Why an n to 2^n decoder needed

Discussion in 'Homework Help' started by glitterized_dreamz, Feb 26, 2007.

  1. glitterized_dreamz

    Thread Starter New Member

    Feb 13, 2007
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    I need a short answer for this question...Why is an "n to 2^n decoder needed for a memory using an n-bit address?
     
  2. Dave

    Retired Moderator

    Nov 17, 2003
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    Because thats how a decoder works, it converts a n-bit coded input, gives 2^n outputs where only one bit is set to 1 dependant on the input.

    Dave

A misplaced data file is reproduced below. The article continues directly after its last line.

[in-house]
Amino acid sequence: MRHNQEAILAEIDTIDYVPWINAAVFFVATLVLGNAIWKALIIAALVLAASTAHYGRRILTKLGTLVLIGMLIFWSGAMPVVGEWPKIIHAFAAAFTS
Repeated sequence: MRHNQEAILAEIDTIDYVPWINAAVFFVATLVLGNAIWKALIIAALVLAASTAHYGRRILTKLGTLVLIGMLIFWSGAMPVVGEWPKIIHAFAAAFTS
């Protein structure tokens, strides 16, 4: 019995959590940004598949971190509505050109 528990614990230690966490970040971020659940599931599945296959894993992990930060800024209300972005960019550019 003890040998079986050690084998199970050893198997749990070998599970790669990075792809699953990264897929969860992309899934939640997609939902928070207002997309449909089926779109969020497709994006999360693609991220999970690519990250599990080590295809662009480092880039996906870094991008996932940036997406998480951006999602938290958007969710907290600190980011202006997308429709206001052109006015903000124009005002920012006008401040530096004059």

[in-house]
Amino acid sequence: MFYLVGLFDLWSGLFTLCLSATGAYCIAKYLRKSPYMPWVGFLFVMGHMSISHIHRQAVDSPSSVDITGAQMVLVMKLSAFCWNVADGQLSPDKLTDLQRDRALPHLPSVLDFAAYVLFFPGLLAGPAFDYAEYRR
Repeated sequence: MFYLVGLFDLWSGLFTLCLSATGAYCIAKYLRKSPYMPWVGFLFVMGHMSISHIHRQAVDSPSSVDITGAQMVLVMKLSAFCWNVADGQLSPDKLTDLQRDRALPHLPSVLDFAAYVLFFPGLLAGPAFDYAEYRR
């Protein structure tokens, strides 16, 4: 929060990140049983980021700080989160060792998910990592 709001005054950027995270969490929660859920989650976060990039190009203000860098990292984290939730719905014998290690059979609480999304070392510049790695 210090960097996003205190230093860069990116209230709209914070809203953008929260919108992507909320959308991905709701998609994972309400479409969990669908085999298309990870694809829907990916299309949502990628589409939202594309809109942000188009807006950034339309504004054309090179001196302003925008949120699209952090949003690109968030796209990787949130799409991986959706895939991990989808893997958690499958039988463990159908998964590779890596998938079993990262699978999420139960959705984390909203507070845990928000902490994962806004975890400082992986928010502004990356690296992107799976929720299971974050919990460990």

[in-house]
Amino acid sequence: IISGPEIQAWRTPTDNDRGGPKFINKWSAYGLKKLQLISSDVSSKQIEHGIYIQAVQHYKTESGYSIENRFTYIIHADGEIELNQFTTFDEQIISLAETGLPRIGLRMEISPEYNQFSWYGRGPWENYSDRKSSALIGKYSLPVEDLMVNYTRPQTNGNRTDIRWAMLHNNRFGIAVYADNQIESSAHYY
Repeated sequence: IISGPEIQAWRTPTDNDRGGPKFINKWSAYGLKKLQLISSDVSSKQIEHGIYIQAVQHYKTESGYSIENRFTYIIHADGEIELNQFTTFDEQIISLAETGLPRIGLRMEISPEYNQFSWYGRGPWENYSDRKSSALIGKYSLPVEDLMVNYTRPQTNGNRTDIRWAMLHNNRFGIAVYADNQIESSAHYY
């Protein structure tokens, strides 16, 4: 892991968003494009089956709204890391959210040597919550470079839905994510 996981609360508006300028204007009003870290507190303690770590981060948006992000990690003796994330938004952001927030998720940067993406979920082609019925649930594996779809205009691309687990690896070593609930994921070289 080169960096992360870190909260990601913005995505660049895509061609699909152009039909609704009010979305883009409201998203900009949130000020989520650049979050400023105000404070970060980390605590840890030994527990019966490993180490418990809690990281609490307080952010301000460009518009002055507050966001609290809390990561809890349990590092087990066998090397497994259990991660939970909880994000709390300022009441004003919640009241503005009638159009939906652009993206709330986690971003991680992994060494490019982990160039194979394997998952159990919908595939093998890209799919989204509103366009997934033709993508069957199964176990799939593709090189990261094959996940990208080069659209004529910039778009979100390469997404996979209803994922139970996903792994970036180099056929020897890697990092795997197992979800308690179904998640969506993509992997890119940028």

3. Ron H

    AAC Fanatic!

    Apr 14, 2005
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    Yes, but who ever heard of a memory that doesn't have binary-coded addressing, i.e., a memory with 1024 addressable locations would have a 10 bit address bus.
    I'm thinking this is about a memory with multiple chips, all multiplexed onto the same data bus. The decoder is needed for the chip enables. For instance, if you had 8 chips, you would need a 3-to-8 line decoder.
     
  4. Dave

    Retired Moderator

    Nov 17, 2003
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    This is pretty much what I was aiming at, however I could probably have made it clearer as to the application to memory devices - though I thought this would be clear to the OP from my original statement. Ultimately, the unique data word at the output of the decoder is utilised as the selection mechanism - i.e. providing an enable signal.

    Dave
     
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